It is said, however, that the relationship between the appellant and Akande gave the appellant an implied authority to withdraw the money on Akande’s behalf, or at least that the appellant had a bona fide belief to that effect, and that for the purpose of the charge of obtaining by false pretences there was no intent to defraud either the Treasury or Akande. Granted that the appellant’s motive was to put himself in a stronger bargaining position in respect of his fees, it is submitted that that would not make his intent a fraudulent one within the meaning of s.419 of the Criminal Code. We are un­able to agree. Akande was defrauded, in being put at a disadvantage in the discussions over the appellant’s fees and being made to wait for his money until the matter was settled to the appellant’s satisfaction. The appellant may not have intended that the Treasury should in fact suffer any loss, but it would appear that it was also defrauded by being induced to part with the money to a person not entitled to it. If the appellant had, for example, be­come insolvent before passing the money to Akande, Akande could have claimed it from the Treasury, and the Treasury could not have been heard to say that the payment to the appellant had discharged its indebtedness to Akande. We would refer in this connection to the decision of the House of Lords in Welham v. Director of Public Prosecutions, (1961) A.C. 103, as to the meaning of an intent to defraud in the Forgery Act 1913, which seems in­distinguishable.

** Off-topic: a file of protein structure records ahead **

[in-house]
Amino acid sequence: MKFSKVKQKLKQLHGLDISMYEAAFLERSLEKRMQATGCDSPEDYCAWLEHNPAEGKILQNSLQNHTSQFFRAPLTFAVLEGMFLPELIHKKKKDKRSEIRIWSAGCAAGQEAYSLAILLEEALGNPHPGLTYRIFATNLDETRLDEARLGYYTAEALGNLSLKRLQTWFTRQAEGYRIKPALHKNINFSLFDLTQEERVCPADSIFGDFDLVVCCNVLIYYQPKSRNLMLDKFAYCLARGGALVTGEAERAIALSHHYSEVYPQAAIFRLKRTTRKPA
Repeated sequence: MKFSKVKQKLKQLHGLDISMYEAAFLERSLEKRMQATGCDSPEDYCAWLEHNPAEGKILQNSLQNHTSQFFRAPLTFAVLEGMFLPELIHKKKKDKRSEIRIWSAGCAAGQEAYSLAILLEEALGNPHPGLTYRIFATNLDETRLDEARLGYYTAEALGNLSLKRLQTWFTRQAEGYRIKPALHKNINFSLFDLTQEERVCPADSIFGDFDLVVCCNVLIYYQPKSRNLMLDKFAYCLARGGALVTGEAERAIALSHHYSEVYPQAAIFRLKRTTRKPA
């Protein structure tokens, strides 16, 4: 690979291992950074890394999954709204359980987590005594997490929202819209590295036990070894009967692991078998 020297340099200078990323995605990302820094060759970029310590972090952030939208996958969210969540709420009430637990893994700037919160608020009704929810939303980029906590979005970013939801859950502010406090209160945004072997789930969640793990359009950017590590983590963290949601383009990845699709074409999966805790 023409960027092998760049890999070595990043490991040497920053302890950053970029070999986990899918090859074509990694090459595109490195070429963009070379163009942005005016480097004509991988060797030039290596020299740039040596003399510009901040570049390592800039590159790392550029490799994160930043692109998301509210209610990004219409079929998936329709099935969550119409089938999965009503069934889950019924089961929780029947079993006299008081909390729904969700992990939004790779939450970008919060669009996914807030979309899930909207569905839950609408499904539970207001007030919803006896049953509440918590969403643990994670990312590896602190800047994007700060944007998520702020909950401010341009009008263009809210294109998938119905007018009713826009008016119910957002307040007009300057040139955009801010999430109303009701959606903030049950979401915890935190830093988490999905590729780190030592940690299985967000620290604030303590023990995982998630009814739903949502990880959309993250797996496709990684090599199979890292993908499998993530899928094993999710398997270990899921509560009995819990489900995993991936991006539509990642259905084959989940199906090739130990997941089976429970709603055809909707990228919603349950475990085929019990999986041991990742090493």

All the grounds of appeal therefore fail, and the appeal is dismissed.


Appeal Dismissed